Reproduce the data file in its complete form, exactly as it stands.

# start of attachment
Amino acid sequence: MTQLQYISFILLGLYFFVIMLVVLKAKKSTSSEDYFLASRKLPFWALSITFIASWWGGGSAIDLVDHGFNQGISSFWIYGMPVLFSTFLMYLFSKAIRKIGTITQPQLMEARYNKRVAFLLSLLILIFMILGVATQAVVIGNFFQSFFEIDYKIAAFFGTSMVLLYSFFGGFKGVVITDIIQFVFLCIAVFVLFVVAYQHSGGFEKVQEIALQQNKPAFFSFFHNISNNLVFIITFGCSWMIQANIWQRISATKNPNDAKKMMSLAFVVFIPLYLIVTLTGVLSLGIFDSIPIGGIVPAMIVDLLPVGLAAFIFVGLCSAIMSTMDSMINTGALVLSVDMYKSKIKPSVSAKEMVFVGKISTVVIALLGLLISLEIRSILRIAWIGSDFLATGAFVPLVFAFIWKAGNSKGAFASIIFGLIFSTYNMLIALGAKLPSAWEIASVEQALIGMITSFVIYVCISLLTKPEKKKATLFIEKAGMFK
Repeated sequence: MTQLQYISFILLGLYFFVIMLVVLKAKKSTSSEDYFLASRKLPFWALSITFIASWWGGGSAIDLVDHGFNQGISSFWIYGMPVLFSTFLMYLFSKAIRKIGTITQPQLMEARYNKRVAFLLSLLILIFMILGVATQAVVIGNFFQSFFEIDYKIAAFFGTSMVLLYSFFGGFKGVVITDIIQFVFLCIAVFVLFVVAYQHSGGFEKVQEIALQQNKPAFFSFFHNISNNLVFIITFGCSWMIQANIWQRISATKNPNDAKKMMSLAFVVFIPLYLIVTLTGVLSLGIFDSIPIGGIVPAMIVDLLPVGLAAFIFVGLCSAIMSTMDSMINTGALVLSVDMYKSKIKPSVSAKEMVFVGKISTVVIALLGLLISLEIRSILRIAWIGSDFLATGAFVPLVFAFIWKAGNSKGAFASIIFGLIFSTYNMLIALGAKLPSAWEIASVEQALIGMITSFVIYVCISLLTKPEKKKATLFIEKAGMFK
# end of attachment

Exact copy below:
Amino acid sequence: MTQLQYISFILLGLYFFVIMLVVLKAKKSTSSEDYFLASRKLPFWALSITFIASWWGGGSAIDLVDHGFNQGISSFWIYGMPVLFSTFLMYLFSKAIRKIGTITQPQLMEARYNKRVAFLLSLLILIFMILGVATQAVVIGNFFQSFFEIDYKIAAFFGTSMVLLYSFFGGFKGVVITDIIQFVFLCIAVFVLFVVAYQHSGGFEKVQEIALQQNKPAFFSFFHNISNNLVFIITFGCSWMIQANIWQRISATKNPNDAKKMMSLAFVVFIPLYLIVTLTGVLSLGIFDSIPIGGIVPAMIVDLLPVGLAAFIFVGLCSAIMSTMDSMINTGALVLSVDMYKSKIKPSVSAKEMVFVGKISTVVIALLGLLISLEIRSILRIAWIGSDFLATGAFVPLVFAFIWKAGNSKGAFASIIFGLIFSTYNMLIALGAKLPSAWEIASVEQALIGMITSFVIYVCISLLTKPEKKKATLFIEKAGMFK
Repeated sequence: MTQLQYISFILLGLYFFVIMLVVLKAKKSTSSEDYFLASRKLPFWALSITFIASWWGGGSAIDLVDHGFNQGISSFWIYGMPVLFSTFLMYLFSKAIRKIGTITQPQLMEARYNKRVAFLLSLLILIFMILGVATQAVVIGNFFQSFFEIDYKIAAFFGTSMVLLYSFFGGFKGVVITDIIQFVFLCIAVFVLFVVAYQHSGGFEKVQEIALQQNKPAFFSFFHNISNNLVFIITFGCSWMIQANIWQRISATKNPNDAKKMMSLAFVVFIPLYLIVTLTGVLSLGIFDSIPIGGIVPAMIVDLLPVGLAAFIFVGLCSAIMSTMDSMINTGALVLSVDMYKSKIKPSVSAKEMVFVGKISTVVIALLGLLISLEIRSILRIAWIGSDFLATGAFVPLVFAFIWKAGNSKGAFASIIFGLIFSTYNMLIALGAKLPSAWEIASVEQALIGMITSFVIYVCISLLTKPEKKKATLFIEKAGMFK